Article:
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Martin Chuzzlewit




'This is not the republic I came to see; this is not the republic of my imagination'. Charles Dickens' visit to America in 1842 did not go well, and his disillusionment showed in his next novel, 'Martin Chuzzlewit'. Mia Forbes takes up the story.


“The curse of our house”, said the old man, looking kindly down on her, “has been the love of self; has ever been the love of self.”

This uncharacteristic acknowledgement is made at the end of Charles Dickens’ Martin Chuzzlewit by the sullen and stubborn old man forced to compete with his namesake nephew for the honour of title character. Although both Martin Chuzzlewits are certainly among the many characters that the reader would readily identify as ‘selfish’, it is perhaps not until this statement that we look back and realise how prolifically “the love of self” has pervaded and perverted almost every relationship and endeavour described over the course of the long novel. Admittedly, this often contributes to the wry humour of the book, with the hopelessly incompetent nurse-cum-mortician, Mrs Gamp, for example, wistfully reflecting on how her patient “would make a lovely corpse”. In literature as in life, however, selfishness is an undeniably destructive force, and indeed it serves to bring the majority of characters to near-ruin until those who shift their gaze from the internal to the external are eventually reprieved.

Best illustrating Dickens’ handling of this theme is his portrayal of mid-nineteenth century America. The addition of a trip across the Atlantic was the result of poor sales of the early monthly instalments when they first appeared in 1842. Earlier that same year the author himself had visited the States, and his less-than-friendly depiction of the country in Martin Chuzzlewit has been attributed to the disagreements he had had with American publishers over the copyright of his work there. Likewise, the younger Martin Chuzzlewit also fails in his own expedition to America, to which he sets off in order to seek his fortune after a row leaving him estranged from his wealthy uncle.

We get a hint at how Dickens is preparing to present the country while Martin and his naïve but well-meaning sidekick Mark are still aboard The Screw. While preparing to disembark, the only American passenger on board “walked the deck with his nostrils dilated, as already inhaling the air of Freedom which carries death to all tyrants, and can never (under any circumstances worth mentioning) be breathed by slaves.” It probably comes as no surprise to those who associate Dickens with philanthropy and charity, both personal and public, that he would have been just as opposed to slavery as he was to the workhouse. We soon see, however, that it is not only blatant atrocities that are the subject of his scathing satire. From the moment he sets foot in New York, Martin encounters all manner of individual and collective vice concealed beneath a façade of liberty, hard-work and resilience.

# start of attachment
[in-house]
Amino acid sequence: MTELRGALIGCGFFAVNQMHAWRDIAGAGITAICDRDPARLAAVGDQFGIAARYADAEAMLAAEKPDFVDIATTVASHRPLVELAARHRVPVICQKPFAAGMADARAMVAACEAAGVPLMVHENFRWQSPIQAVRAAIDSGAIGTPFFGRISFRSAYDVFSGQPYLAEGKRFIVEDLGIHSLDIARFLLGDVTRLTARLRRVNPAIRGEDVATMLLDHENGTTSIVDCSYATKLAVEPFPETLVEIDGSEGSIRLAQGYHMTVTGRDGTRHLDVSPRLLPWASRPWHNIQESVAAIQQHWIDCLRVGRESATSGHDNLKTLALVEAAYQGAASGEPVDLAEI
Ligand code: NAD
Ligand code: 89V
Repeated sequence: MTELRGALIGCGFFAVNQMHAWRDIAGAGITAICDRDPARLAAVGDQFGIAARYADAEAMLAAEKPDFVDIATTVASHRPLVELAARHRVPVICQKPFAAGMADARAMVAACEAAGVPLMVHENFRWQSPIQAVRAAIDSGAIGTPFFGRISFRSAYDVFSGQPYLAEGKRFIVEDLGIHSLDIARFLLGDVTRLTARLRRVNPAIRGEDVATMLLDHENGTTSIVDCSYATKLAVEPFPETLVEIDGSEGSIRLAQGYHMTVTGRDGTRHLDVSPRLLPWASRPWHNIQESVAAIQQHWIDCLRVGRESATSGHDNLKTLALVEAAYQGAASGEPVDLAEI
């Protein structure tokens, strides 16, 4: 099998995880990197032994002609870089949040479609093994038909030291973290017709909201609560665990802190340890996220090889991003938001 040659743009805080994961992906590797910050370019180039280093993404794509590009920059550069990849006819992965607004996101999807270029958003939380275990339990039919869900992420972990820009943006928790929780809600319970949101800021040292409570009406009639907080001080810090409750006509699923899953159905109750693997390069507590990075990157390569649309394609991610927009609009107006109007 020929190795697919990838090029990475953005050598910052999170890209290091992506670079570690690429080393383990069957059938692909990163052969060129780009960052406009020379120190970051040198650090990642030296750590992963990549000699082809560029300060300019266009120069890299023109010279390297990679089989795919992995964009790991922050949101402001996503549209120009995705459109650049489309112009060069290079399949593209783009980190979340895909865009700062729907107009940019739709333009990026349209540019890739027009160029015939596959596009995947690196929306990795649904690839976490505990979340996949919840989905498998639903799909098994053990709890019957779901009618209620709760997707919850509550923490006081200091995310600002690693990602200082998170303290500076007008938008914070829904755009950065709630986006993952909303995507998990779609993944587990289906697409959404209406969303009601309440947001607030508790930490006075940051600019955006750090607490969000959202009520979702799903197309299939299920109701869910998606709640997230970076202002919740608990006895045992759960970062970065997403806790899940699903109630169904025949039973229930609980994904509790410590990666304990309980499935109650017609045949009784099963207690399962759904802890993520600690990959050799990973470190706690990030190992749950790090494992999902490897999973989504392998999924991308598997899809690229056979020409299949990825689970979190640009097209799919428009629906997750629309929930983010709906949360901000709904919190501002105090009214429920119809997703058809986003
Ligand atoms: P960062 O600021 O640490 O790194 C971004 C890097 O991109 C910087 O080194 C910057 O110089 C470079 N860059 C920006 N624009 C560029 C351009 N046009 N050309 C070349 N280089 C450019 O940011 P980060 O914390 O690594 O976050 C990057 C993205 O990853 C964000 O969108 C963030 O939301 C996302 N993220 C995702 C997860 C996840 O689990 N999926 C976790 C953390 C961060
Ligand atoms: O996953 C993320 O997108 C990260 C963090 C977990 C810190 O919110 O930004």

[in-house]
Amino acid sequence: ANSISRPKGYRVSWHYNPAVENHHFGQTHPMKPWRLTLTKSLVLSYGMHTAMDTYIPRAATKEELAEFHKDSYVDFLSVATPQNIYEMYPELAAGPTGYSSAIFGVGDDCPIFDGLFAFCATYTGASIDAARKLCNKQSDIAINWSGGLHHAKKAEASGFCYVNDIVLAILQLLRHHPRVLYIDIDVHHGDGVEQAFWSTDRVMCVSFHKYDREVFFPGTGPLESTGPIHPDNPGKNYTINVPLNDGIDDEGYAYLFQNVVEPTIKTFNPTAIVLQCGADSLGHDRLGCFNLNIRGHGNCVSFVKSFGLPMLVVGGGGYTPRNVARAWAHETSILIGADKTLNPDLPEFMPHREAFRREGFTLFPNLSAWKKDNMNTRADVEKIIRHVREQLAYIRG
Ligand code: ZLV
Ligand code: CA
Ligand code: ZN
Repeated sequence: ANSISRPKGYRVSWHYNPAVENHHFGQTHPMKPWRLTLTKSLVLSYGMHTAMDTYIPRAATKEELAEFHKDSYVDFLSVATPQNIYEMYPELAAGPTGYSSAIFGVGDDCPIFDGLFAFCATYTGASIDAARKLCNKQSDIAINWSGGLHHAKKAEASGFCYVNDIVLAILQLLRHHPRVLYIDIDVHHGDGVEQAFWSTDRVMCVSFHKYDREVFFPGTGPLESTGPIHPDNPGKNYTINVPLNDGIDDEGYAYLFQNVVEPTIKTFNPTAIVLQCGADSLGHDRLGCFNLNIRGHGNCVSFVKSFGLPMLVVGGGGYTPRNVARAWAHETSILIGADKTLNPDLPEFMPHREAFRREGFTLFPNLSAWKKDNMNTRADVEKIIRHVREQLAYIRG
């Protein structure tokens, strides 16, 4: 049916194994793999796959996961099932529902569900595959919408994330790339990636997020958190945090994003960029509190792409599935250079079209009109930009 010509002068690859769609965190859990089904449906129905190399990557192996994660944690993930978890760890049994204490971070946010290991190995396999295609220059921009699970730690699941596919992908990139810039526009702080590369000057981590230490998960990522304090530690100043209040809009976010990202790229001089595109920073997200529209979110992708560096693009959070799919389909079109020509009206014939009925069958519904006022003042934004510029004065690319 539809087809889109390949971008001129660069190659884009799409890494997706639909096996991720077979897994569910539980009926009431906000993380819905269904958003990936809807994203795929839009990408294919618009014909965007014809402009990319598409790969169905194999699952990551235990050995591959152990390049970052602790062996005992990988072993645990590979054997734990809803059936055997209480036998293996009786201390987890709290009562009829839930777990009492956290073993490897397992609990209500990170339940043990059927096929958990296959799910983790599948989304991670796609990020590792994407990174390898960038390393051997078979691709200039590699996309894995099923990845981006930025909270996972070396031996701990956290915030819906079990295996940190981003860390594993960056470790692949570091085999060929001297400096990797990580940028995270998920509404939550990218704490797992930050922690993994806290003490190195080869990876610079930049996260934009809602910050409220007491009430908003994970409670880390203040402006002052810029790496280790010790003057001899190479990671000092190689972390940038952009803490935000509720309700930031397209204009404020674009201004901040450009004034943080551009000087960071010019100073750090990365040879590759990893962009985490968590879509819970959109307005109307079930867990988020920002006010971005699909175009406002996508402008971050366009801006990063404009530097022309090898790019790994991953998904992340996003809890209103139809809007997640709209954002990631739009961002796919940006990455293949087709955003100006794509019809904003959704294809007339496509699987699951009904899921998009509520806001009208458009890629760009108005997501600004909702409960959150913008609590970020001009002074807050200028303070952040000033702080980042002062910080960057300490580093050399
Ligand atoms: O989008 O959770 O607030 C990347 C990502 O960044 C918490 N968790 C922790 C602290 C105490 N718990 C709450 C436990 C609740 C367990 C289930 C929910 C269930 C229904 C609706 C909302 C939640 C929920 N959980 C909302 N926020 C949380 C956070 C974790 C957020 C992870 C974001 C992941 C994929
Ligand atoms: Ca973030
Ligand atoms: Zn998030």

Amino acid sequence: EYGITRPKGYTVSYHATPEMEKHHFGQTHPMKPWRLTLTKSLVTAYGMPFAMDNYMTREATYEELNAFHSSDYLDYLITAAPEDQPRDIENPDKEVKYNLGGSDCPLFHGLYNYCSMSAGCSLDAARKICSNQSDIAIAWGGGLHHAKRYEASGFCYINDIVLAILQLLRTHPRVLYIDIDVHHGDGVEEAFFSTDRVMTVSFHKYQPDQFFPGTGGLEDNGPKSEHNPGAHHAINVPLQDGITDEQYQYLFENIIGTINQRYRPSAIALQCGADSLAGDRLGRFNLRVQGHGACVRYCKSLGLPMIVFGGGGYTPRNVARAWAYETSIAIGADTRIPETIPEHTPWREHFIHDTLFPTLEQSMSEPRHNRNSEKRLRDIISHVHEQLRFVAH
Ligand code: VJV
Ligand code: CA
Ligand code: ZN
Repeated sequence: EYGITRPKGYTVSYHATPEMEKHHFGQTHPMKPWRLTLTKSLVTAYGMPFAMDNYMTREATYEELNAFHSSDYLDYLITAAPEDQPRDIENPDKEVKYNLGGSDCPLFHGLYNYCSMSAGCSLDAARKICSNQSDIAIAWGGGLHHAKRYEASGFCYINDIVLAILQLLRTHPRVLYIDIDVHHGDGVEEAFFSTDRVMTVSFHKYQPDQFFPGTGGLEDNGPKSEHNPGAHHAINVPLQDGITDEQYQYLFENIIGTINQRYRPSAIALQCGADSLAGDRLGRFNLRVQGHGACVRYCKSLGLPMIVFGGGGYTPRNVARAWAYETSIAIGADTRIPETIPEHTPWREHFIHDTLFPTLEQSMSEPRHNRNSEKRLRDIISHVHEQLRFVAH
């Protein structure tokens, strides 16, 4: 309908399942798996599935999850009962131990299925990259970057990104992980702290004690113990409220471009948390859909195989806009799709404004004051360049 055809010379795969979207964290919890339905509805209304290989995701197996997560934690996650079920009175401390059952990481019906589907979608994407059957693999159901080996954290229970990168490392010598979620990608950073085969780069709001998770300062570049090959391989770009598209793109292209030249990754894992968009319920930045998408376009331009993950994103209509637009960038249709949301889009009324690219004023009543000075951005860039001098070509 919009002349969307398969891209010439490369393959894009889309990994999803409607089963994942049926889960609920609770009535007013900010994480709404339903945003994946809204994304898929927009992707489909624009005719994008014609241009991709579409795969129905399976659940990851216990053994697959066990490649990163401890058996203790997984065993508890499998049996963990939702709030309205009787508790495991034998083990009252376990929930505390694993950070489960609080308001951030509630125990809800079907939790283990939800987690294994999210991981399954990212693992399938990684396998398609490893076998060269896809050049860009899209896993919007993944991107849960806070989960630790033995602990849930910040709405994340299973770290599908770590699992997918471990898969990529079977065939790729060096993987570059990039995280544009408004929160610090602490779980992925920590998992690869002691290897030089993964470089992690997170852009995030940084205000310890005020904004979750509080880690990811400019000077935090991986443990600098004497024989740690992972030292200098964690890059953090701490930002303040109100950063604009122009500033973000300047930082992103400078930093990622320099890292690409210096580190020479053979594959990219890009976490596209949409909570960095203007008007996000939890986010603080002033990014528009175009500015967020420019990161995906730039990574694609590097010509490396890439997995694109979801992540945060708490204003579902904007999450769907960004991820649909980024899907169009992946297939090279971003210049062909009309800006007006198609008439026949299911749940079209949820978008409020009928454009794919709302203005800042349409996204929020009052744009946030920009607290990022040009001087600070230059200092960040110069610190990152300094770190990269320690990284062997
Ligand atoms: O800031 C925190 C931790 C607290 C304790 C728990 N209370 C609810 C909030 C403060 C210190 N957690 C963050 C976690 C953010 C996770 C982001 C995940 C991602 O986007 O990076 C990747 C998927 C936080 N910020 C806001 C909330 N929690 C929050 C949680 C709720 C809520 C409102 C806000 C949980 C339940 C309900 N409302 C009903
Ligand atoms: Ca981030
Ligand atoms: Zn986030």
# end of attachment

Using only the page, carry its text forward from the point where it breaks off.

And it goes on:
He arrives the day after a local elections, “and Party Feeling naturally running rather high on such an exciting occasion, the friends of the disappointed candidate had found it necessary to assert the great principles of Purity of Election and Freedom of opinion by breaking a few legs and arms, and furthermore pursuing one obnoxious gentleman through the streets with the design of hitting his nose”. Dickens’ sarcasm does an excellent job of conveying to the reader the disconcerted feeling experienced by the newly-arrived Martin Chuzzlewit, a feeling that is only to intensify as he meets more and more Americans. Many of these have ludicrously patriotic names, and almost all of them are introduced to him as “one of the most remarkable men in our country”. The phrase is repeated so often that the Englishmen themselves begin to poke fun at it: unlike in many satires, here the author recruits some of his characters to join him in deriding society. Mark soon observes that “they're so fond of Liberty in this part of the globe, that they buy her and sell her and carry her to market with 'em. They've such a passion for Liberty, that they can't help taking liberties with her”.

Martin, although somewhat irritated by the flamboyant claims of the natives, is nonetheless still “well assured that if intelligence and virtue led, as a matter of course, to the acquisition of dollars, he would speedily become a great capitalist”. Thus encouraged, he spends everything he has on a plot of land in the idyllic-sounding settlement of Eden, planning to set himself up there as a renowned architect. Upon their arrival at Eden, however, it immediately becomes clear that Martin has been conned. Although he had been warned on first setting foot in New York that the American aristocracy was comprised “of intelligence and virtue. And of their necessary consequence in this republic—dollars, sir”, and had himself quickly observed that “all their cares, hopes, joys, affections, virtues, and associations, seemed to be melted down into dollars”, Martin was nonetheless too wrapped up in his own aspirations that he failed to spot in others the very same self-interest at work in his own manoeuvres, and was consequently stripped of every last dollar. Thus Dickens shows us how a solipsistic society in which each person cares only for his own wants and needs is bound to remain dangerous and obstructive despite any pretences otherwise.